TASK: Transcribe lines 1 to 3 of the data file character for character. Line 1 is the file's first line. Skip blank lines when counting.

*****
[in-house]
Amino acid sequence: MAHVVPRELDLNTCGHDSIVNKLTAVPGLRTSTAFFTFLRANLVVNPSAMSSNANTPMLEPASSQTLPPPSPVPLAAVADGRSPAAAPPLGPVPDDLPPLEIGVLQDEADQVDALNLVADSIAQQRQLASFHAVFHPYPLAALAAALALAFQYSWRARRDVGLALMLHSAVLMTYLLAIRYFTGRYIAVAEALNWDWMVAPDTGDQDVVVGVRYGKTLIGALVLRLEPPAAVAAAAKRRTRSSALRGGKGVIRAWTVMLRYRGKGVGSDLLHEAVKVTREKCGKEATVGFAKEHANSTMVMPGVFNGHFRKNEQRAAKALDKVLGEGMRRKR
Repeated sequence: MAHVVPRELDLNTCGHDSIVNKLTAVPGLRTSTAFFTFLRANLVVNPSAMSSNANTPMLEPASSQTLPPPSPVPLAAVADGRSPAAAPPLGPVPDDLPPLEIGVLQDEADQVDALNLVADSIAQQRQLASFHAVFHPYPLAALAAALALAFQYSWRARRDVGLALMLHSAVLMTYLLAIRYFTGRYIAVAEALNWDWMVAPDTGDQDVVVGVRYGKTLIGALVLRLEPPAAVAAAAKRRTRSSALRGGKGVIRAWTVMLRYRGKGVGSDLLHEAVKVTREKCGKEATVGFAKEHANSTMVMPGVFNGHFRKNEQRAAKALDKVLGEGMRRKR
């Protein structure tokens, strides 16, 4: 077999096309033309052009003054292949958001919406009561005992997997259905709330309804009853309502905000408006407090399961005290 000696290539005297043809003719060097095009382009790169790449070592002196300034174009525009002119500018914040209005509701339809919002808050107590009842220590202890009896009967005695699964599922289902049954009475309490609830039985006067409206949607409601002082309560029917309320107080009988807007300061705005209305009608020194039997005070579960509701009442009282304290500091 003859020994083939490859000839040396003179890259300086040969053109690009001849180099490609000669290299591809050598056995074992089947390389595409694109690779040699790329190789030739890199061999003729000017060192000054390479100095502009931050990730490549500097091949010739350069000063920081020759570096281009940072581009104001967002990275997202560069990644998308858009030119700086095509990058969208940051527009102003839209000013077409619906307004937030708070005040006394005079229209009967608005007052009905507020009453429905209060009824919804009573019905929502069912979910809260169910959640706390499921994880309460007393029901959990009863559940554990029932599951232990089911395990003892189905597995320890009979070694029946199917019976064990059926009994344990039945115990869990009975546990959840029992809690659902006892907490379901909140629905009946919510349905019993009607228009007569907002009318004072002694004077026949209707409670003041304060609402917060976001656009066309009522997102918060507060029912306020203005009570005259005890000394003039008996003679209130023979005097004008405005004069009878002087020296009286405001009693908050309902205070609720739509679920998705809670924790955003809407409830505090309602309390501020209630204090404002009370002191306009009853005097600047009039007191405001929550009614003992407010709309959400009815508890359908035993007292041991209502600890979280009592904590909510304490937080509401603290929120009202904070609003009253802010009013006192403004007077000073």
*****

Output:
[in-house]
Amino acid sequence: MAHVVPRELDLNTCGHDSIVNKLTAVPGLRTSTAFFTFLRANLVVNPSAMSSNANTPMLEPASSQTLPPPSPVPLAAVADGRSPAAAPPLGPVPDDLPPLEIGVLQDEADQVDALNLVADSIAQQRQLASFHAVFHPYPLAALAAALALAFQYSWRARRDVGLALMLHSAVLMTYLLAIRYFTGRYIAVAEALNWDWMVAPDTGDQDVVVGVRYGKTLIGALVLRLEPPAAVAAAAKRRTRSSALRGGKGVIRAWTVMLRYRGKGVGSDLLHEAVKVTREKCGKEATVGFAKEHANSTMVMPGVFNGHFRKNEQRAAKALDKVLGEGMRRKR
Repeated sequence: MAHVVPRELDLNTCGHDSIVNKLTAVPGLRTSTAFFTFLRANLVVNPSAMSSNANTPMLEPASSQTLPPPSPVPLAAVADGRSPAAAPPLGPVPDDLPPLEIGVLQDEADQVDALNLVADSIAQQRQLASFHAVFHPYPLAALAAALALAFQYSWRARRDVGLALMLHSAVLMTYLLAIRYFTGRYIAVAEALNWDWMVAPDTGDQDVVVGVRYGKTLIGALVLRLEPPAAVAAAAKRRTRSSALRGGKGVIRAWTVMLRYRGKGVGSDLLHEAVKVTREKCGKEATVGFAKEHANSTMVMPGVFNGHFRKNEQRAAKALDKVLGEGMRRKR